Folks driving around in cars with inactive Sirius or XM radio receivers may want to give their dashboards a new look this week. Sirius XM Holdings (NASDAQ:SIRI)is turning on dormant receivers for the next two weeks, giving former subscribers and those who never bothered to turn on their satellite receivers a taste of what they're missing.
Listeners will be able to enjoy 60 of Sirius XM's more than 140 channels through Sept. 8 with no strings attached. These aren't free trials that folks need to register for or hand over credit card information in order to enjoy. If there's an inactive receiver in your car, or you have a portable unit collecting dust around the home, it'll just kick into action for the next two weeks. Unless it happens to be one of the earliest models you should be good to go.
There's no mystery as to why Sirius XM is doing this. It's the same logic behind the product samples you get in department stores or why mall food courts have armies of toothpick-wielding employees with samples try out. It's easier to convert someone who has gotten a taste of your product, even if it's a limited representation of the whole thing.
It doesn't cost Sirius XM anything to turn on the inactive receivers. It doesn't even run a tab on Sirius XM's mounting music royalties and fees, since what it pays the labels and artists is based on a percentage of revenue. This is a low-risk, high-reward operation. It also works: Sirius XM goes this route roughly twice a year, and even though it hasn't shared any data on the success of the program in the past, it wouldn't keep doing this if it wasn't at least somewhat successful.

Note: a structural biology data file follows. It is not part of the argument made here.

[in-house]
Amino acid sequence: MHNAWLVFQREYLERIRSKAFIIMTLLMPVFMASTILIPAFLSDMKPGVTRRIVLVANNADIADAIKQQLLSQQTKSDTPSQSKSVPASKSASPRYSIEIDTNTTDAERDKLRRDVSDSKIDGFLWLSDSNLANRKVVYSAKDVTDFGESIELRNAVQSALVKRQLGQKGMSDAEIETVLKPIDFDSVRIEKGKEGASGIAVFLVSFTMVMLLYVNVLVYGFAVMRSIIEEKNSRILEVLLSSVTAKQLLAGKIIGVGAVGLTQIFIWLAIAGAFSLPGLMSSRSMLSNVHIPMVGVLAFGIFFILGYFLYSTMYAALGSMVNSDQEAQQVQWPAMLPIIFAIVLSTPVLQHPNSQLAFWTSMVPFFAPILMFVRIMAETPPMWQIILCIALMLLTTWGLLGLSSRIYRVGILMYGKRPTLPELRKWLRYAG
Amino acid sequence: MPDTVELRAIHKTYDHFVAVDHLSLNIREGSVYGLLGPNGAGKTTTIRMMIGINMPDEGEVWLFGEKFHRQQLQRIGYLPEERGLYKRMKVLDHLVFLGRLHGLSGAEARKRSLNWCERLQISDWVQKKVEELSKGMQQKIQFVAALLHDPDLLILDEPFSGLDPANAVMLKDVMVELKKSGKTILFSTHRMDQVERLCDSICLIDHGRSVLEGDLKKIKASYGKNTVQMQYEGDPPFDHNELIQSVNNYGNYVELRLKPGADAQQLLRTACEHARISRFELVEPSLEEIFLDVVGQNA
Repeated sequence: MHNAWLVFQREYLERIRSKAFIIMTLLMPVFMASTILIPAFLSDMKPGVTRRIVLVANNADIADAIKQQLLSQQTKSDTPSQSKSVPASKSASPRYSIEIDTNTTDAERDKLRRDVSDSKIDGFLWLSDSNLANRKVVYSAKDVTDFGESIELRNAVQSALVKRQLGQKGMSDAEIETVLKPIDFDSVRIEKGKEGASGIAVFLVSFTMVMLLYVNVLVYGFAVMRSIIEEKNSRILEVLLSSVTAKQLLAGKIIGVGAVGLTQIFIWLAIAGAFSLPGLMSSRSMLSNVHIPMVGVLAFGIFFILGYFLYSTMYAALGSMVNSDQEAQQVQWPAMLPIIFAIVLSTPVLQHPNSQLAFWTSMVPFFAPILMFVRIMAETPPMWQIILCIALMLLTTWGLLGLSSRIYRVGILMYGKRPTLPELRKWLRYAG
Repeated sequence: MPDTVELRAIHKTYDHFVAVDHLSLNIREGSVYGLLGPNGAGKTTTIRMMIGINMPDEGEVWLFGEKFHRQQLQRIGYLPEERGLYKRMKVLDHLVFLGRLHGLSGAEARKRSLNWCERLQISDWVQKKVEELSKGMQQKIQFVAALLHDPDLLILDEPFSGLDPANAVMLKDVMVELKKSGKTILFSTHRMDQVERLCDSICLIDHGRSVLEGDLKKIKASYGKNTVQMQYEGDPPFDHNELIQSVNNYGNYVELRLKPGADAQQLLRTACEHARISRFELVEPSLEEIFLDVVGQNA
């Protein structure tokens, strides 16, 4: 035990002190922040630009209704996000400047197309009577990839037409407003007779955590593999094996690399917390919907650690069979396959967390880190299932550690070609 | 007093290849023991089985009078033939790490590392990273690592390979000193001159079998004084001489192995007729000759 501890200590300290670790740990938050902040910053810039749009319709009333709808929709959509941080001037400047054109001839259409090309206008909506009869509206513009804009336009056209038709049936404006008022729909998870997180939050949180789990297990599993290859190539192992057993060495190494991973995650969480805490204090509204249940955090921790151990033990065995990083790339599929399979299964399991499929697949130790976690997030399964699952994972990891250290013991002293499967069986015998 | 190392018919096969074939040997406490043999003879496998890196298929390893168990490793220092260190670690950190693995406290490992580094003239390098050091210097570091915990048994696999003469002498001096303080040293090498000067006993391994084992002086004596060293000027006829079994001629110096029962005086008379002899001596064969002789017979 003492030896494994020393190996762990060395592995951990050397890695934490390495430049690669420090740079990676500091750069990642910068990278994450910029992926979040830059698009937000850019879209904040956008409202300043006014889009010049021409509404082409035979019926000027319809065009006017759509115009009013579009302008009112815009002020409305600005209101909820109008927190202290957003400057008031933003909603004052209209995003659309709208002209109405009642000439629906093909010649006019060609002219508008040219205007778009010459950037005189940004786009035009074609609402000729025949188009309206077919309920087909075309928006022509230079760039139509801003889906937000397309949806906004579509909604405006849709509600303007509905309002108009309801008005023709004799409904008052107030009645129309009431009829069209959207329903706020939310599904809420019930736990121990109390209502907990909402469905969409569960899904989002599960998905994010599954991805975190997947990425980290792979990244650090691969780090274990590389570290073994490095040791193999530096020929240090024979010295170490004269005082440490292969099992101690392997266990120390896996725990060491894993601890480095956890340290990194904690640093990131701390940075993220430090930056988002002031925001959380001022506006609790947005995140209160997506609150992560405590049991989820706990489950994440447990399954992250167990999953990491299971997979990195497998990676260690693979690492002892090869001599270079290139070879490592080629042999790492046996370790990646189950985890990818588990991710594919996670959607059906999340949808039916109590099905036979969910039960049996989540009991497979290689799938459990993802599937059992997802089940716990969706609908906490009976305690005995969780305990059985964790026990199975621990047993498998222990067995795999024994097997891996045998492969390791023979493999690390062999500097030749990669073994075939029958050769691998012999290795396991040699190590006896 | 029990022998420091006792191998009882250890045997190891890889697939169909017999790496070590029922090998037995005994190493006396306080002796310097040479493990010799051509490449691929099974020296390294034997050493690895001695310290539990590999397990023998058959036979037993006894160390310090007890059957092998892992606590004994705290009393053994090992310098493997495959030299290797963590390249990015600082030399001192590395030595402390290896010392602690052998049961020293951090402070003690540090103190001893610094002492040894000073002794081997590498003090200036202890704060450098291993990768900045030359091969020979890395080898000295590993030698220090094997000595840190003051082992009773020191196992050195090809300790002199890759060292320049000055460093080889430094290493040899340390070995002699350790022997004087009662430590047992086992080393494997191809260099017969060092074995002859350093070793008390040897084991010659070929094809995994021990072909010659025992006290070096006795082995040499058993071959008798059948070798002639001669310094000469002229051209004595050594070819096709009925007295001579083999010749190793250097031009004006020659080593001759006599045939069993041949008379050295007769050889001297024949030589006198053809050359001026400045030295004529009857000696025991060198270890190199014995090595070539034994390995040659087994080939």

The encouraging part of this promotional stunt for shareholders is that with every passing preview period there's a growing base of potential subscribers. There have never been as many dormant receivers on the market as there are today. That's not a knock. Sirius XM's churn is reasonable, as less than 2% of its self-pay subscribers cancel in any given month. However, more people cancel, let free trials expire, or don't bother to tune in at all.
Sirius XM has 1.2 million more subscribers than it had a year ago, but since Sirius and XM receivers are going into 70% of all new cars sold in this country -- more than 15 million cars were sold last year -- we're talking about more than 10 million new Sirius or XM receivers entering the market in any given year.
Turn up the radio
We don't need to guess when it comes to the number of cars with receivers turning on through these next two weeks. In June, Sirius XM's cumulative tally topped 70 million installations. In its second-quarter conference call, the media giant said it believes that 5 million of those cars are either part of unsold inventory or have been scrapped. That leaves 65 million vehicles out there with access to satellite radio, and Sirius XM has just 26.3 million subscribers. In other words, nearly 40 million cars have dormant Sirius or XM receivers, and for the next two weeks they will be able to experience dozens of the channels that Sirius XM offers.
That's a pretty good place to be. The real challenge is getting these tens of millions of drivers to know that they don't have to settle for ad-laden terrestrial radio.
I heard a Sirius DJ talk up the promotion over the weekend. It may seem like a case of preaching to the choir, but it's actually a free way to get the word out since subscribers obviously know nonsubscribers. Paying for terrestrial radio ads would make even more sense, but FM and AM stations won't want to promote the competition -- even if they are paid for it. Sirius XM has made the most of social media advertising in past campaigns, and there will certainly be cost-effective connections made that way. With more than 40 million drivers to sway, Sirius XM and its shareholders have a lot to gain and little to lose here.
Rick Munarriz has no position in any stocks mentioned. The Motley Fool recommends Apple. The Motley Fool owns shares of Apple and Sirius XM Radio. Try any of our Foolish newsletter services free for 30 days. We Fools may not all hold the same opinions, but we all believe that considering a diverse range of insights makes us better investors. The Motley Fool has a disclosure policy.
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